Can stem cells provide an answer to the perplexing question of how to ensure long-term survival of transplanted kidneys? The results of a new Phase 1 clinical trial say maybe so. Details of the trial, conducted by researchers at Leiden University Medical Center, The Netherlands, are published in the current issue of STEM CELLS Translational Medicine.
Kidney transplants have long been the treatment of choice for many patients with end-stage renal disease, and the short-term results are excellent. But unfortunately, the viability of these kidneys over time has not improved accordingly, often due to fibrosis, which is a scarring of the transplanted organ generally caused by the immune system rejecting it.
The LUMC team, led by Marlies E.J. Reinders, M.D, Ph.D., and Ton J. Rabelink, M.D., Ph.D., decided to test whether stem cells might keep fibrosis in check. They focused on mesenchymal stromal cells, a type of stem cell found throughout the body, including in bone marrow.
“Mesenchymal stromal cells (MSCs) are an interesting candidate due to their immunosuppressive and regenerative properties,” Dr. Reinders explained. “Of importance, no clinical studies have investigated their effects on rejection and fibrosis in organ transplantation.”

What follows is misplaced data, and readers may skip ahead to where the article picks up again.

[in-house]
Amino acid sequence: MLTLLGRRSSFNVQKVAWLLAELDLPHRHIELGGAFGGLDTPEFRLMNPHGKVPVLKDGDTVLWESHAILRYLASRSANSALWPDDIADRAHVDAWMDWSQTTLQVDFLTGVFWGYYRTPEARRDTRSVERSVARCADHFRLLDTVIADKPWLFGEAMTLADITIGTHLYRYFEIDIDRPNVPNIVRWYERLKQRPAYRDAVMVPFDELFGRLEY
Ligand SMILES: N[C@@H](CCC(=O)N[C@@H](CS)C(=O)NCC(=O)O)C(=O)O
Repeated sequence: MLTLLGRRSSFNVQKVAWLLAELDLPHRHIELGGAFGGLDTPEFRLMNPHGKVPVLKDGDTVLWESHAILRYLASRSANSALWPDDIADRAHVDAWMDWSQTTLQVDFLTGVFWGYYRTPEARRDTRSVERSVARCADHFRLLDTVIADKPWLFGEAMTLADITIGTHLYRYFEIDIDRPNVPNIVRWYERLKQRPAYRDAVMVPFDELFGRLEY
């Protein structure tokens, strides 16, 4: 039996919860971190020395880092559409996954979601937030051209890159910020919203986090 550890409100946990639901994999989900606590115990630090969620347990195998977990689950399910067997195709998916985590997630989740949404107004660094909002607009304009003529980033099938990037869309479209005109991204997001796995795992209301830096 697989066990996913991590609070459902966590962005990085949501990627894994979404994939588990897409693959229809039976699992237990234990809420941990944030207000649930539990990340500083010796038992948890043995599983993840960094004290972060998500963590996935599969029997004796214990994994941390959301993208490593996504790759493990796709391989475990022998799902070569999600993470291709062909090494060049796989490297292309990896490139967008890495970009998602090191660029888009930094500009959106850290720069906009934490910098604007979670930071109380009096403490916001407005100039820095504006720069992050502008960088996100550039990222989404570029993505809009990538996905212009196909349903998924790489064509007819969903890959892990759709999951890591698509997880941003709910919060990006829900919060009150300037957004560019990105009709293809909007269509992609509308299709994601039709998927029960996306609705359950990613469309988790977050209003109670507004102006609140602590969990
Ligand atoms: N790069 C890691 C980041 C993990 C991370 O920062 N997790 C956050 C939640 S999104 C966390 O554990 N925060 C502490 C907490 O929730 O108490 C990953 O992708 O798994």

The team performed a safety and feasibility study in kidney transplant patients who, at four weeks or six months after transplant, were showing signs of rejection and/or an increase in fibrosis and wasting away of the kidney’s tubes (a condition called interstitial fibrosis/tubular atrophy. . In all, six patients received two intravenous MSC infusions of 1 million cells, collected from the patient’s own bone marrow and given one week apart. None of the patients had any sign of adverse, treatment-related side effects from the MSCs, although three developed infections associated with immune suppression.
Five of the patients had a specific decrease in immunity against the transplanted organ. In agreement, prior to the infusions, two of the patients had tubulitis – lesions that are a warning sign of organ rejection – which disappeared after the MSC treatment.
“These first clinical observations support the potential of stem cells as a novel cell therapy to prevent allograft rejection and interstitial fibrosis/tubular atrophy,” Dr. Rabelink noted, adding that long-term follow-up to better understand MSC-based treatment and to monitor unwanted side effects is needed, especially since transplant recipients are already at an increased risk for infection and malignancies.
“While the study wasn’t designed to test efficacy, these clinical observations are promising and suggestive of systemic immunosuppression,” said Anthony Atala, M.D., Editor of STEM CELLS Translational Medicine and director of the Wake Forest Institute for Regenerative Medicine.
“Autologous bone marrow-derived mesenchymal stromal cells for the treatment of allograft rejection after renal transplantation: results of a phase I study,”,
Marlies E.J. Reinders et al.
Stem Cells Trans Med. Published Online January 24, 2013doi: 10.5966/sctm.2012-0114